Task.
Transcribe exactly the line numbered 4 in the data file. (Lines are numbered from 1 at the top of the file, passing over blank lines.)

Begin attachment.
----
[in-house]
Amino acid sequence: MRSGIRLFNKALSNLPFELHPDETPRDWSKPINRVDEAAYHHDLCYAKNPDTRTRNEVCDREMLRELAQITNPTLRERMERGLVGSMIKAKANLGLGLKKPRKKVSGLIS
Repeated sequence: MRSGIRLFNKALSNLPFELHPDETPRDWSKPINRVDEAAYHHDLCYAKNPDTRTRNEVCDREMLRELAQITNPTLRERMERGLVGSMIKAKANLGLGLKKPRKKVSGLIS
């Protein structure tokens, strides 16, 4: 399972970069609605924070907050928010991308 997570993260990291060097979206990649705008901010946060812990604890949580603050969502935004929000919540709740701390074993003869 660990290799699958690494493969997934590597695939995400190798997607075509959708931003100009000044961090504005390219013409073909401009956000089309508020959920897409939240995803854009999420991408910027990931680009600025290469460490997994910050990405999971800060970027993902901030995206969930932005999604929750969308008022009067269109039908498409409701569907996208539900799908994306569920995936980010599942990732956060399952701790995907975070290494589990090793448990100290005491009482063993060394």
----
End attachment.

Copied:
């Protein structure tokens, strides 16, 4: 399972970069609605924070907050928010991308 997570993260990291060097979206990649705008901010946060812990604890949580603050969502935004929000919540709740701390074993003869 660990290799699958690494493969997934590597695939995400190798997607075509959708931003100009000044961090504005390219013409073909401009956000089309508020959920897409939240995803854009999420991408910027990931680009600025290469460490997994910050990405999971800060970027993902901030995206969930932005999604929750969308008022009067269109039908498409409701569907996208539900799908994306569920995936980010599942990732956060399952701790995907975070290494589990090793448990100290005491009482063993060394």